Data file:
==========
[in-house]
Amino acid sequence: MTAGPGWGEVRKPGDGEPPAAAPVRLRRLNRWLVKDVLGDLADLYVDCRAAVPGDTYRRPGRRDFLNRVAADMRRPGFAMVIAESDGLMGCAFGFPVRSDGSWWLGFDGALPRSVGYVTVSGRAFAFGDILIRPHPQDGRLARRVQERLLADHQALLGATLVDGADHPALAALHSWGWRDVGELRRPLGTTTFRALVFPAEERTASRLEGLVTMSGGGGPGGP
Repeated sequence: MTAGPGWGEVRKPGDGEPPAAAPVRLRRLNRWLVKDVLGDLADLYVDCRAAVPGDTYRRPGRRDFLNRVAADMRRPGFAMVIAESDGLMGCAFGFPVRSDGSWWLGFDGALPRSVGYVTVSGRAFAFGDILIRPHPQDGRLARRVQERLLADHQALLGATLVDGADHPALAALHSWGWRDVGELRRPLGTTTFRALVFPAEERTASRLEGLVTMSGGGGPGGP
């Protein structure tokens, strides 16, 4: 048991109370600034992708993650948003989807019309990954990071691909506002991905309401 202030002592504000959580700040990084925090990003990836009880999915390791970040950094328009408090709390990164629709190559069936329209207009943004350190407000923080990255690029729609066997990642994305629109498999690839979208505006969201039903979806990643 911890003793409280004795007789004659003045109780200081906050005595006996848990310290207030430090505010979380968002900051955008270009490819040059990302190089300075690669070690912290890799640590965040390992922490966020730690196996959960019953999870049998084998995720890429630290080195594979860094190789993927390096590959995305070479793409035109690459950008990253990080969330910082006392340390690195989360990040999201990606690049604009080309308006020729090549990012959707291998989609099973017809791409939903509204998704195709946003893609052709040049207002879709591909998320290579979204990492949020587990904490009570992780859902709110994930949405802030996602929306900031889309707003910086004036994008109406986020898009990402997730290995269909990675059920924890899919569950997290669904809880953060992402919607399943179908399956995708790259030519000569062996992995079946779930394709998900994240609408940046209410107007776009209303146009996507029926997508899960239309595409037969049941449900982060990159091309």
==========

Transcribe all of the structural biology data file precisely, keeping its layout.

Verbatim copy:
[in-house]
Amino acid sequence: MTAGPGWGEVRKPGDGEPPAAAPVRLRRLNRWLVKDVLGDLADLYVDCRAAVPGDTYRRPGRRDFLNRVAADMRRPGFAMVIAESDGLMGCAFGFPVRSDGSWWLGFDGALPRSVGYVTVSGRAFAFGDILIRPHPQDGRLARRVQERLLADHQALLGATLVDGADHPALAALHSWGWRDVGELRRPLGTTTFRALVFPAEERTASRLEGLVTMSGGGGPGGP
Repeated sequence: MTAGPGWGEVRKPGDGEPPAAAPVRLRRLNRWLVKDVLGDLADLYVDCRAAVPGDTYRRPGRRDFLNRVAADMRRPGFAMVIAESDGLMGCAFGFPVRSDGSWWLGFDGALPRSVGYVTVSGRAFAFGDILIRPHPQDGRLARRVQERLLADHQALLGATLVDGADHPALAALHSWGWRDVGELRRPLGTTTFRALVFPAEERTASRLEGLVTMSGGGGPGGP
């Protein structure tokens, strides 16, 4: 048991109370600034992708993650948003989807019309990954990071691909506002991905309401 202030002592504000959580700040990084925090990003990836009880999915390791970040950094328009408090709390990164629709190559069936329209207009943004350190407000923080990255690029729609066997990642994305629109498999690839979208505006969201039903979806990643 911890003793409280004795007789004659003045109780200081906050005595006996848990310290207030430090505010979380968002900051955008270009490819040059990302190089300075690669070690912290890799640590965040390992922490966020730690196996959960019953999870049998084998995720890429630290080195594979860094190789993927390096590959995305070479793409035109690459950008990253990080969330910082006392340390690195989360990040999201990606690049604009080309308006020729090549990012959707291998989609099973017809791409939903509204998704195709946003893609052709040049207002879709591909998320290579979204990492949020587990904490009570992780859902709110994930949405802030996602929306900031889309707003910086004036994008109406986020898009990402997730290995269909990675059920924890899919569950997290669904809880953060992402919607399943179908399956995708790259030519000569062996992995079946779930394709998900994240609408940046209410107007776009209303146009996507029926997508899960239309595409037969049941449900982060990159091309």